These types of behavioral patterns may be habitual, unconscious or stress-triggered default styles. At some level, these strategies work or may have worked in the past, so you continue using them without really thinking about whether they are effective. But at what cost? If you are interested in having healthy relationships, less drama in your practice, and more positive outcomes when sticky situations arise, then cultivating effective techniques for engaging in challenging conversations is a skill worth developing.
How can you embrace challenging encounters, rather than avoid them or turn them into arguments? How can you engage under difficult circumstances so that no one walks away feeling lousy about the exchange or the outcome? How can you learn to effectively solve problems, create mutual understanding and shared purpose, and maintain quality relationships? Here are eight tips that will help.
8 Tips for Effective Communication
- Determine exactly what you are addressing. Are you dealing with an isolated event, a pattern of behavior or a relationship issue? A single incident, such as a patient being an hour late for one appointment, needs to be addressed, but not in the same way that you would deal with a patient who has missed three appointments over the course of one month. Or with an employee, is the issue at hand related to a habitual pattern that is causing problems, or has something occurred over time that has soured a relationship that now needs to be repaired? The nature and severity of the issue will determine, in part, how the conversation should be framed and how it unfolds.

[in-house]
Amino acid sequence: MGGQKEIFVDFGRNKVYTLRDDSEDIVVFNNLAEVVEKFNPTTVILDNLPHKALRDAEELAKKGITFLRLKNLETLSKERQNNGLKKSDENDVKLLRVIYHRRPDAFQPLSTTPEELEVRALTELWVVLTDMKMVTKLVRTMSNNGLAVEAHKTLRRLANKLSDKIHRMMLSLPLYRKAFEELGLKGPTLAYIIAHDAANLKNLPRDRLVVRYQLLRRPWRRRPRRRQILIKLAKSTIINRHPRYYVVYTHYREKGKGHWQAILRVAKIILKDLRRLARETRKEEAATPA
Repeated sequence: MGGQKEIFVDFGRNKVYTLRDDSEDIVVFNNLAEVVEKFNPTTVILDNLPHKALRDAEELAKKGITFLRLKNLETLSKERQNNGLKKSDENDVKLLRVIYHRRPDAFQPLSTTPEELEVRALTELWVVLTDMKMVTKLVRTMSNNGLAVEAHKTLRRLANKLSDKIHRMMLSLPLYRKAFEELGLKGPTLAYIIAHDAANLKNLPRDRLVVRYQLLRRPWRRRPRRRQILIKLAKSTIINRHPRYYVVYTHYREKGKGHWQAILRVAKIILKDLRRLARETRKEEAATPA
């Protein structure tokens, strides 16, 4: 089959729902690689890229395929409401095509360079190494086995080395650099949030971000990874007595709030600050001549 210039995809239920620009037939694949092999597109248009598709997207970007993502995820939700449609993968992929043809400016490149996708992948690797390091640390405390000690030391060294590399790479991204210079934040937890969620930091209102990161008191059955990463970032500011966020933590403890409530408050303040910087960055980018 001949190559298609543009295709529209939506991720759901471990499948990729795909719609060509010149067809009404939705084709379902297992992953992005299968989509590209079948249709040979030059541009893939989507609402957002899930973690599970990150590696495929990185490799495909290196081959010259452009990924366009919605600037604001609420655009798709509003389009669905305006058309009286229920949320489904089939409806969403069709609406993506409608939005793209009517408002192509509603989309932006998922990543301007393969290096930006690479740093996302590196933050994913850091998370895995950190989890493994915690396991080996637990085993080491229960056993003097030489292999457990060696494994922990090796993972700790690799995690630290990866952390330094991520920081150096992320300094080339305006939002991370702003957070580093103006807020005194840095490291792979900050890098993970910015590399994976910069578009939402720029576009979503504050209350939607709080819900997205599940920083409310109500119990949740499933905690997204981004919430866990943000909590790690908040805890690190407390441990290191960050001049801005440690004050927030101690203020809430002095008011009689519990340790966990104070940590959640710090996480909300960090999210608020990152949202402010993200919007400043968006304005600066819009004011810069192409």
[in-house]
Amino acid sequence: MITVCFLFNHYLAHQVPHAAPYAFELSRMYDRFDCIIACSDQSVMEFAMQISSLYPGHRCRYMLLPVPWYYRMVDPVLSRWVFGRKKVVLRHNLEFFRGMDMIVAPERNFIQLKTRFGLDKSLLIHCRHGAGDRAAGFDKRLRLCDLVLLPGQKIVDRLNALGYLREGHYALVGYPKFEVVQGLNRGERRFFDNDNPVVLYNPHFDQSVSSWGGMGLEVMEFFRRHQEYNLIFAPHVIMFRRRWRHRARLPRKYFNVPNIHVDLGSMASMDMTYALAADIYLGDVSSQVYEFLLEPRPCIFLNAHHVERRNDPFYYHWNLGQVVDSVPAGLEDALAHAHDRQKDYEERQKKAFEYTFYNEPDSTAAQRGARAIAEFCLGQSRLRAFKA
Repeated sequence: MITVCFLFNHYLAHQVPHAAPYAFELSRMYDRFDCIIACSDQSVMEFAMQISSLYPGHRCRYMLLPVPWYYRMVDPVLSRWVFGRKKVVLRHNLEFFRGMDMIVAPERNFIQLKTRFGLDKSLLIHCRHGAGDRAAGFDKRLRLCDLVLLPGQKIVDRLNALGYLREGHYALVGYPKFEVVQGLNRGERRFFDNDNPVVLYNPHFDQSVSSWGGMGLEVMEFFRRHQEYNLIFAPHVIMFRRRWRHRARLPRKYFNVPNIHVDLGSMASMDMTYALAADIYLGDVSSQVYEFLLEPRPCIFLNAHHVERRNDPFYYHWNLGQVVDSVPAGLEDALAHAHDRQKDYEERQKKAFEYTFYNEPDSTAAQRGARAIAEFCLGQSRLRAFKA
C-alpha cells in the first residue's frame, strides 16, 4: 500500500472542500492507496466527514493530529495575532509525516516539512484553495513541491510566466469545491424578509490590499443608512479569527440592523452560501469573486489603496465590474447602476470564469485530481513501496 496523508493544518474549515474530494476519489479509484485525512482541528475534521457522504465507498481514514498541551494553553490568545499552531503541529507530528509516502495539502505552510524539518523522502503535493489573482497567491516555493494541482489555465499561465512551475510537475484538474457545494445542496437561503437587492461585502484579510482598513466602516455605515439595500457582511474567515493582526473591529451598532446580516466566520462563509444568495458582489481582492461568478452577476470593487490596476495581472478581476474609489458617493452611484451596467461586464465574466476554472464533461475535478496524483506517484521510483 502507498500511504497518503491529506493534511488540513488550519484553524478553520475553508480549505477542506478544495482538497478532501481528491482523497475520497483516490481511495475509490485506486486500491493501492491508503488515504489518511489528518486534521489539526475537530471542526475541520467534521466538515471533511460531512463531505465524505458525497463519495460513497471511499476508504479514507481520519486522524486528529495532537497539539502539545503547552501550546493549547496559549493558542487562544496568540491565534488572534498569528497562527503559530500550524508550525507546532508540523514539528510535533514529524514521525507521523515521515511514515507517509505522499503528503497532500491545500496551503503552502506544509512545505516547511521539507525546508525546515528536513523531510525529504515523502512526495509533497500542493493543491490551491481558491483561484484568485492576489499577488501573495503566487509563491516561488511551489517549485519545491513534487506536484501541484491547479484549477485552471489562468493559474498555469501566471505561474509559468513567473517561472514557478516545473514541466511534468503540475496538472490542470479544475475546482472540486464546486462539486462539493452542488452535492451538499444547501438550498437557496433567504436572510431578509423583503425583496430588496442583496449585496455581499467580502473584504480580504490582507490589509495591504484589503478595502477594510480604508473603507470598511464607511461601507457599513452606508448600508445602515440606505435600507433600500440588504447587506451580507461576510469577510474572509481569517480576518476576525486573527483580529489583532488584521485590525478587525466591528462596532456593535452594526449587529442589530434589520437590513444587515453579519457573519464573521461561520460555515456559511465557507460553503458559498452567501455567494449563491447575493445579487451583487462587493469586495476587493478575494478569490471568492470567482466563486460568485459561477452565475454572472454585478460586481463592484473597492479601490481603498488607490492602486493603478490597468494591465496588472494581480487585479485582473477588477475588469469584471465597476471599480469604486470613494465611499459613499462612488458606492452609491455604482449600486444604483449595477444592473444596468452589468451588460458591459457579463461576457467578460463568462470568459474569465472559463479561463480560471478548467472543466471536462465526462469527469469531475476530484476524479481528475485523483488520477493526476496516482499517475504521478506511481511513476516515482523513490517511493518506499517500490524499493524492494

- Know your purpose for having the conversation. When approaching what could be a challenging or confrontational dialogue, it's important to know why you're having the conversation and what you desire in terms of an outcome. Going into a discussion, ask yourself what you hope to accomplish. What is your intention or goal? Do you need a definitive answer on an issue? Is an apology in order or expected? Does clarity need to be brought to an issue that has become confused? Do you just need to clear the air? Stay focused on and true to the purpose of the conversation, even when your buttons are being pushed or emotions run high.
- Choose the right time and place. Trying to resolve a difficult issue when neither party can devote their full attention to the conversation (in the middle of a hectic day at the office, for example) is a recipe for failure. Set aside enough time and choose an appropriate venue to engage in any demanding dialogue. At the outset of the conversation, ask if this is still a good time for the other person to talk. Gaining this "permission" commits both parties to the conversation. If, despite your best efforts, it becomes apparent during the course of the meeting that the timing really isn't right, be prepared to step back and address the issue later. Sometimes, retreating to neutral corners for a cooling-off period is the best path. Just don't stay in your own corner, hoping that the issue will somehow magically disappear.